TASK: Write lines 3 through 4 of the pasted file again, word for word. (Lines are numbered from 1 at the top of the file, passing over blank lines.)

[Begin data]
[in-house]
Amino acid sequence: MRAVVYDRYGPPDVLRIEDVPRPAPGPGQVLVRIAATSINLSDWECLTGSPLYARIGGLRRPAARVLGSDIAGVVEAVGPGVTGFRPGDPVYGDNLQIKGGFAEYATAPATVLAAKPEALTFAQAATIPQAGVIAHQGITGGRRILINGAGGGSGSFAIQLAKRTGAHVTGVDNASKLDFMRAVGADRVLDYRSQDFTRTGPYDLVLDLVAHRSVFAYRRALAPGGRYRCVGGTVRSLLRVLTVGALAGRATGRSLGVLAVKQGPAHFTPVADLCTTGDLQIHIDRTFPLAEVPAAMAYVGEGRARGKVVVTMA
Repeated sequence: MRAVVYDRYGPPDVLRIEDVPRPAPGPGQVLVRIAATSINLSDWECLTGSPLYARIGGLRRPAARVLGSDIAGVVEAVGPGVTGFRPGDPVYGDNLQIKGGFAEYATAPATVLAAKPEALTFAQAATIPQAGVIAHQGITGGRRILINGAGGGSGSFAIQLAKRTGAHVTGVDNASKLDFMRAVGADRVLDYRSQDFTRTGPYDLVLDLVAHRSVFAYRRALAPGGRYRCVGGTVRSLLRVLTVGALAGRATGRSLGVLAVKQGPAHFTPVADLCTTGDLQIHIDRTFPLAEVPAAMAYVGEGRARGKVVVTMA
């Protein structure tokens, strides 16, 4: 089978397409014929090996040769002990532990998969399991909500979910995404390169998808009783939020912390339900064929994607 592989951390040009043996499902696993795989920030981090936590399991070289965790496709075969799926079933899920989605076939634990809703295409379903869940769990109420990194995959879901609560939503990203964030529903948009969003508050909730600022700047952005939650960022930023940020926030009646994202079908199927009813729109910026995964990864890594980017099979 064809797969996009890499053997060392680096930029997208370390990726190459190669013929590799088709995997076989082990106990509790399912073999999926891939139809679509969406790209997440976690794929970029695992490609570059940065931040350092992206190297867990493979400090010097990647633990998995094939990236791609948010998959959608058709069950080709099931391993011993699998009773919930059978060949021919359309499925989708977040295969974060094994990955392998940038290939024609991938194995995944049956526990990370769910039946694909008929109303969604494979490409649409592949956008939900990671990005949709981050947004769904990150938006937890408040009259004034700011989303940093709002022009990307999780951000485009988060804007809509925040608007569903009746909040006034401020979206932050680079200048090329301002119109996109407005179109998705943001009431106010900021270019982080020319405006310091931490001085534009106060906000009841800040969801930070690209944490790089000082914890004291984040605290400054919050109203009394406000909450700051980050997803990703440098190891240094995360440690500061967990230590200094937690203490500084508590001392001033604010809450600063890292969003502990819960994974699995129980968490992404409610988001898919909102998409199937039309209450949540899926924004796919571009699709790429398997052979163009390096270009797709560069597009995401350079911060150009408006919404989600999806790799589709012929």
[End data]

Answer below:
Repeated sequence: MRAVVYDRYGPPDVLRIEDVPRPAPGPGQVLVRIAATSINLSDWECLTGSPLYARIGGLRRPAARVLGSDIAGVVEAVGPGVTGFRPGDPVYGDNLQIKGGFAEYATAPATVLAAKPEALTFAQAATIPQAGVIAHQGITGGRRILINGAGGGSGSFAIQLAKRTGAHVTGVDNASKLDFMRAVGADRVLDYRSQDFTRTGPYDLVLDLVAHRSVFAYRRALAPGGRYRCVGGTVRSLLRVLTVGALAGRATGRSLGVLAVKQGPAHFTPVADLCTTGDLQIHIDRTFPLAEVPAAMAYVGEGRARGKVVVTMA
């Protein structure tokens, strides 16, 4: 089978397409014929090996040769002990532990998969399991909500979910995404390169998808009783939020912390339900064929994607 592989951390040009043996499902696993795989920030981090936590399991070289965790496709075969799926079933899920989605076939634990809703295409379903869940769990109420990194995959879901609560939503990203964030529903948009969003508050909730600022700047952005939650960022930023940020926030009646994202079908199927009813729109910026995964990864890594980017099979 064809797969996009890499053997060392680096930029997208370390990726190459190669013929590799088709995997076989082990106990509790399912073999999926891939139809679509969406790209997440976690794929970029695992490609570059940065931040350092992206190297867990493979400090010097990647633990998995094939990236791609948010998959959608058709069950080709099931391993011993699998009773919930059978060949021919359309499925989708977040295969974060094994990955392998940038290939024609991938194995995944049956526990990370769910039946694909008929109303969604494979490409649409592949956008939900990671990005949709981050947004769904990150938006937890408040009259004034700011989303940093709002022009990307999780951000485009988060804007809509925040608007569903009746909040006034401020979206932050680079200048090329301002119109996109407005179109998705943001009431106010900021270019982080020319405006310091931490001085534009106060906000009841800040969801930070690209944490790089000082914890004291984040605290400054919050109203009394406000909450700051980050997803990703440098190891240094995360440690500061967990230590200094937690203490500084508590001392001033604010809450600063890292969003502990819960994974699995129980968490992404409610988001898919909102998409199937039309209450949540899926924004796919571009699709790429398997052979163009390096270009797709560069597009995401350079911060150009408006919404989600999806790799589709012929």